The Commerce Commission says Jetstar has given it court enforceable undertakings to end its preselection of "opt out" services when selling airline tickets to New Zealand customers online.
The Commission believes the practice of preselecting optional extra services during an online sales process can mislead consumers over the price of the product or service they are buying and can cause them to purchase something they did not intend to.
Jetstar has been preselecting luggage, seat selection and travel insurance during its online booking process, at an extra cost to the advertised flight price. Customers needed to "opt out" of these extras if they did not want them.
In 2015 the Commission called for all New Zealand businesses to end the use of opt out pricing, with Air New Zealand, House of Travel, Dash Tickets, Ticket Direct and Naked Bus all agreeing to do so. Jetstar declined to change its approach at that time.
Commission chair Mark Berry says after concluding its investigation into Jetstar, the Commission was prepared to take court proceedings.
"It is pleasing Jetstar has now changed its stance and agreed to stop preselecting optional services on its website, avoiding the need for costly and time-consuming litigation. The Commission has made its position on this issue very clear and traders can be assured we will take enforcement action to stop this type of conduct in the future," he says.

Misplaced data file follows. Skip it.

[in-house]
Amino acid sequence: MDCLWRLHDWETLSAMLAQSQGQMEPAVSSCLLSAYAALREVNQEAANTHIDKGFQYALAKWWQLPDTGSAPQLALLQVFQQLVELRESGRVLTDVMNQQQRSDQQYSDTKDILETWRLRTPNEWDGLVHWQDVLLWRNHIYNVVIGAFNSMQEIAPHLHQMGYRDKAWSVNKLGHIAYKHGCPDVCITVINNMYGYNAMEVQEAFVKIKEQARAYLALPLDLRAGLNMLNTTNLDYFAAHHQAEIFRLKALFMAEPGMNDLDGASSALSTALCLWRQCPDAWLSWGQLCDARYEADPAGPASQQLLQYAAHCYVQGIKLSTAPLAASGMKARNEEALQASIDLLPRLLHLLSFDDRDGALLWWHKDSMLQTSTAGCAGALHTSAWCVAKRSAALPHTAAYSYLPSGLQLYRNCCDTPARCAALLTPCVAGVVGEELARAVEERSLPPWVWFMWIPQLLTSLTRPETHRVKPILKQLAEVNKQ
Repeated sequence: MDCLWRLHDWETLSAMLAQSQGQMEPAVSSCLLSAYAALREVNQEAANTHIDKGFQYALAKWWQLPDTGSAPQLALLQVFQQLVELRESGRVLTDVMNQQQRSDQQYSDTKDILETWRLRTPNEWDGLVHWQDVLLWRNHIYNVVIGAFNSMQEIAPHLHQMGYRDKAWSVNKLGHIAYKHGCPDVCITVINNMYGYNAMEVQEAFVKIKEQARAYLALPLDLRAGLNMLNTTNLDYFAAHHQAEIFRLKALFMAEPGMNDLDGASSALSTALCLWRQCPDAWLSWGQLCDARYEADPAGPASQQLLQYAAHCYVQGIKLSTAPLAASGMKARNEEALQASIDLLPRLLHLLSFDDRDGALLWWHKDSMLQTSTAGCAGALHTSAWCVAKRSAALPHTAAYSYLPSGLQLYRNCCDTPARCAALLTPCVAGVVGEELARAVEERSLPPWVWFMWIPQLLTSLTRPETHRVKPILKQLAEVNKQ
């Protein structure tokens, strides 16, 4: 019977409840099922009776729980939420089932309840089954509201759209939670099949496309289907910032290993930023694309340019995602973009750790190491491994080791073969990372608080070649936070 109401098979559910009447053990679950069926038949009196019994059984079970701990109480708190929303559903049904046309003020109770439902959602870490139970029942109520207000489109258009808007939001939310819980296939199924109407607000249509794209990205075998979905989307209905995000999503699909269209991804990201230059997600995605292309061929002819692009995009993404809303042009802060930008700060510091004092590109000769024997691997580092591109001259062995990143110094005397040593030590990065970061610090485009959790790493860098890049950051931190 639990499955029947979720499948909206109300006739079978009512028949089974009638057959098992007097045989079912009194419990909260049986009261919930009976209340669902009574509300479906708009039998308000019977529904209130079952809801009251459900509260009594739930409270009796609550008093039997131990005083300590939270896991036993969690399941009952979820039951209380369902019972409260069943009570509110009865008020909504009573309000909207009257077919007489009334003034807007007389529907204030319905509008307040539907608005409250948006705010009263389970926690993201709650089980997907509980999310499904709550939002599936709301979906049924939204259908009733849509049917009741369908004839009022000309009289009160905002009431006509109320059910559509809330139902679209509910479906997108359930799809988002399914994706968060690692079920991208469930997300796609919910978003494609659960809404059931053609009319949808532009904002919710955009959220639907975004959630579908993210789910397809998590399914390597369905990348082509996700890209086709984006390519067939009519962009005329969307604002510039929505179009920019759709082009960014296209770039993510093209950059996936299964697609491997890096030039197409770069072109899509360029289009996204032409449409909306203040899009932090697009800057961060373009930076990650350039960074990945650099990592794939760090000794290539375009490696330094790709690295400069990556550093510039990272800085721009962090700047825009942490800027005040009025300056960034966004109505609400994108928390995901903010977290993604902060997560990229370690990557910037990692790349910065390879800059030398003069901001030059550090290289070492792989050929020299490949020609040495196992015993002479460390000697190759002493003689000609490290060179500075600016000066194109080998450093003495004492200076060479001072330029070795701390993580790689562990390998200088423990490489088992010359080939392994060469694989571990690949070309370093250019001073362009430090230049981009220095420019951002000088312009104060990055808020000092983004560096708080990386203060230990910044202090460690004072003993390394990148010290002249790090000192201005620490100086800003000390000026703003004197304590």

In another development, the Commerce Commission says payday lender Cash in a Flash has refunded customers or reduced customer account balances by a total of $122,365 after the Commission warned it was likely to have breached consumer credit laws.
The Credit Contracts and Consumer Finance Act 2003 was amended in June 2015. Key changes include an increase in the amount of information that is required to be disclosed by lenders and that this initial disclosure must be made before the loan is signed.
Under this law, a failure to disclose specific key information to borrowers means lenders are unable to enforce any interest or credit fees they charge during the period of non-compliance.
The Commission says it alerted Cash in a Flash to the fact that its consumer credit contracts were unlikely to comply with the Act because they did not include all of the required key information.
"This included not providing borrowers with; their registration number as a financial service provider, the details of the Dispute Resolution Scheme it is a member of and the borrower's right to apply for relief on grounds of unforeseen hardship," it says
"Cash in a Flash quickly and voluntarily; refunded the interest and credit fees to customers, withdrew from pursuing all interest and credit fees not yet paid to them, and corrected its disclosure. After considering these actions, the Commission has warned Cash in a Flash about its conduct."